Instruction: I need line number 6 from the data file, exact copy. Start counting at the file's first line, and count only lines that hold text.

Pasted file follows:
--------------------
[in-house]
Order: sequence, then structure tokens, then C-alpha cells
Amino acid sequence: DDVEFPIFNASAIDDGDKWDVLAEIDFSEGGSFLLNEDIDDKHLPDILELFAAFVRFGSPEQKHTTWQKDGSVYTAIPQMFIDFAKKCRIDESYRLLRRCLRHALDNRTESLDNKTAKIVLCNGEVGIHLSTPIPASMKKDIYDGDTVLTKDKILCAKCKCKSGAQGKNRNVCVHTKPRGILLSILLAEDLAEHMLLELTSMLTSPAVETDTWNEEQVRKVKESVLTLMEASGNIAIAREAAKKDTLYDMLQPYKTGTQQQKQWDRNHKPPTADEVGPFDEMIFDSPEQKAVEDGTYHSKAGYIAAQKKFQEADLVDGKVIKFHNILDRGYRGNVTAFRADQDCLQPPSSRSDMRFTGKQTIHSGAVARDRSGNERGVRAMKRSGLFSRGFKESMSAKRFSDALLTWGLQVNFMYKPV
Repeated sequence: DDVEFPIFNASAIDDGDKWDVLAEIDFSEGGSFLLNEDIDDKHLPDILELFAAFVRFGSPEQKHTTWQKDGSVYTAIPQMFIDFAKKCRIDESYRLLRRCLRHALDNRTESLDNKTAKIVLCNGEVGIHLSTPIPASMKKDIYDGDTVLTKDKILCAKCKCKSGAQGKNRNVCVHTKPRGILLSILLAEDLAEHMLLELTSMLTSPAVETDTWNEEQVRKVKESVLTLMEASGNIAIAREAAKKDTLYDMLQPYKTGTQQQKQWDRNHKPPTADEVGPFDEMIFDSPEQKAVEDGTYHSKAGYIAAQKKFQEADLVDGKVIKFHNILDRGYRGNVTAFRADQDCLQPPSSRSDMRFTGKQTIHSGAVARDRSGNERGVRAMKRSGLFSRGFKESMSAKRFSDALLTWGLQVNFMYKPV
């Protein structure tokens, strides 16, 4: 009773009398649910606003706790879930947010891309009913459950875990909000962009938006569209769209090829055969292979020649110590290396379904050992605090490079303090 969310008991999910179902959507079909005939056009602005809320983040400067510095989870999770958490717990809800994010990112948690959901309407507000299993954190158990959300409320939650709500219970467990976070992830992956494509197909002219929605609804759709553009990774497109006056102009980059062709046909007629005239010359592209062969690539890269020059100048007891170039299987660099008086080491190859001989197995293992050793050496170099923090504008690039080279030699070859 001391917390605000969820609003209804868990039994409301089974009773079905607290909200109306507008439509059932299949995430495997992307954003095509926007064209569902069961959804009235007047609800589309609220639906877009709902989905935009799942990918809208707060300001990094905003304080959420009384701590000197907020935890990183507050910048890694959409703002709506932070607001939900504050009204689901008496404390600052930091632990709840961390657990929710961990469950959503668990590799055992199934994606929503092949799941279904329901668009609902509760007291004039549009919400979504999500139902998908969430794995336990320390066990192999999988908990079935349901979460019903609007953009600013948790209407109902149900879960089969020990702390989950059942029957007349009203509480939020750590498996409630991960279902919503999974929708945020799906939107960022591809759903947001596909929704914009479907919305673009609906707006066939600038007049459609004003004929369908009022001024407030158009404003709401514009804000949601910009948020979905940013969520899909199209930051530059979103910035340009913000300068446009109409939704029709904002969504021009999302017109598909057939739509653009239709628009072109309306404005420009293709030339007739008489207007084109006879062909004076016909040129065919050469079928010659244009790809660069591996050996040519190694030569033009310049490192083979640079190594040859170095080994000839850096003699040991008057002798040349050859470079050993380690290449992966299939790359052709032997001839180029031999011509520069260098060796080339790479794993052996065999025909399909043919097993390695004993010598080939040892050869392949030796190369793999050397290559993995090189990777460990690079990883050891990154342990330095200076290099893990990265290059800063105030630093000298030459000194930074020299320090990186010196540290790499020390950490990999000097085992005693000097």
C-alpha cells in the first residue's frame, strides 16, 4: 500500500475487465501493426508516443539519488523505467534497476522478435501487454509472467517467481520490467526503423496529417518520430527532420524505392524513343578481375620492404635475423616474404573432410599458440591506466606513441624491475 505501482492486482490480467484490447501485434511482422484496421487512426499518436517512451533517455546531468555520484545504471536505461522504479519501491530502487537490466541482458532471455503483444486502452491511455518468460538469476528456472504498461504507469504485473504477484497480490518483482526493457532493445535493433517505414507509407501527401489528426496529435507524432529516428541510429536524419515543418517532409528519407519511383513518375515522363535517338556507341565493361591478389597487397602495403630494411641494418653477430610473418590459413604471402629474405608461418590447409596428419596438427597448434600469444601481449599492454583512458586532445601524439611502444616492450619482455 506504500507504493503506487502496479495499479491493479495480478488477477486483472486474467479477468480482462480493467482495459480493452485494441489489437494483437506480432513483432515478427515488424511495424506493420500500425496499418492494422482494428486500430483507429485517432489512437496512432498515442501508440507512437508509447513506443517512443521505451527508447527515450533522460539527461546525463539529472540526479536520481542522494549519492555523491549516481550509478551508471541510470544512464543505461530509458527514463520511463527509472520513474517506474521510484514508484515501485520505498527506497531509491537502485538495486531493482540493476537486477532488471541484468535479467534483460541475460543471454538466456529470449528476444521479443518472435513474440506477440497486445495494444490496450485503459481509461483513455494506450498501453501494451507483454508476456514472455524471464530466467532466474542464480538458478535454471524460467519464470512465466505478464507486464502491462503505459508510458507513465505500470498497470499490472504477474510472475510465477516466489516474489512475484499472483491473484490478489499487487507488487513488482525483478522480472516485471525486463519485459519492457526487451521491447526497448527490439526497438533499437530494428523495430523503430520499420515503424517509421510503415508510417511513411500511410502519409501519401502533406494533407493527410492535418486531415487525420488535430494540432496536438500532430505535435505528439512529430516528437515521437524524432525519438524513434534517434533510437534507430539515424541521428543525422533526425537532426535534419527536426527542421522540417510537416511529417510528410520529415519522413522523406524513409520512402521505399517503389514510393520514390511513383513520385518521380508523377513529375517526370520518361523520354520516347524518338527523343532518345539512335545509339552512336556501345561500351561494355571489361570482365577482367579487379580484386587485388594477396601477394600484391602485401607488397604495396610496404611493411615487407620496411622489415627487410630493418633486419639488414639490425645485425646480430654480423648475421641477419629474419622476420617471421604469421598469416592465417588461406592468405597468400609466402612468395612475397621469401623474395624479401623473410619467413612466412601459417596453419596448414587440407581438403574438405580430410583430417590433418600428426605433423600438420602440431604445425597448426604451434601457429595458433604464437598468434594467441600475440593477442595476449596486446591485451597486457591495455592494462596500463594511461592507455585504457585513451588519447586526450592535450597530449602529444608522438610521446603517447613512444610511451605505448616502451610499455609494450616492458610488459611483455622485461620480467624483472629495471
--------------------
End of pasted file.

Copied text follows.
C-alpha cells in the first residue's frame, strides 16, 4: 500500500475487465501493426508516443539519488523505467534497476522478435501487454509472467517467481520490467526503423496529417518520430527532420524505392524513343578481375620492404635475423616474404573432410599458440591506466606513441624491475 505501482492486482490480467484490447501485434511482422484496421487512426499518436517512451533517455546531468555520484545504471536505461522504479519501491530502487537490466541482458532471455503483444486502452491511455518468460538469476528456472504498461504507469504485473504477484497480490518483482526493457532493445535493433517505414507509407501527401489528426496529435507524432529516428541510429536524419515543418517532409528519407519511383513518375515522363535517338556507341565493361591478389597487397602495403630494411641494418653477430610473418590459413604471402629474405608461418590447409596428419596438427597448434600469444601481449599492454583512458586532445601524439611502444616492450619482455 506504500507504493503506487502496479495499479491493479495480478488477477486483472486474467479477468480482462480493467482495459480493452485494441489489437494483437506480432513483432515478427515488424511495424506493420500500425496499418492494422482494428486500430483507429485517432489512437496512432498515442501508440507512437508509447513506443517512443521505451527508447527515450533522460539527461546525463539529472540526479536520481542522494549519492555523491549516481550509478551508471541510470544512464543505461530509458527514463520511463527509472520513474517506474521510484514508484515501485520505498527506497531509491537502485538495486531493482540493476537486477532488471541484468535479467534483460541475460543471454538466456529470449528476444521479443518472435513474440506477440497486445495494444490496450485503459481509461483513455494506450498501453501494451507483454508476456514472455524471464530466467532466474542464480538458478535454471524460467519464470512465466505478464507486464502491462503505459508510458507513465505500470498497470499490472504477474510472475510465477516466489516474489512475484499472483491473484490478489499487487507488487513488482525483478522480472516485471525486463519485459519492457526487451521491447526497448527490439526497438533499437530494428523495430523503430520499420515503424517509421510503415508510417511513411500511410502519409501519401502533406494533407493527410492535418486531415487525420488535430494540432496536438500532430505535435505528439512529430516528437515521437524524432525519438524513434534517434533510437534507430539515424541521428543525422533526425537532426535534419527536426527542421522540417510537416511529417510528410520529415519522413522523406524513409520512402521505399517503389514510393520514390511513383513520385518521380508523377513529375517526370520518361523520354520516347524518338527523343532518345539512335545509339552512336556501345561500351561494355571489361570482365577482367579487379580484386587485388594477396601477394600484391602485401607488397604495396610496404611493411615487407620496411622489415627487410630493418633486419639488414639490425645485425646480430654480423648475421641477419629474419622476420617471421604469421598469416592465417588461406592468405597468400609466402612468395612475397621469401623474395624479401623473410619467413612466412601459417596453419596448414587440407581438403574438405580430410583430417590433418600428426605433423600438420602440431604445425597448426604451434601457429595458433604464437598468434594467441600475440593477442595476449596486446591485451597486457591495455592494462596500463594511461592507455585504457585513451588519447586526450592535450597530449602529444608522438610521446603517447613512444610511451605505448616502451610499455609494450616492458610488459611483455622485461620480467624483472629495471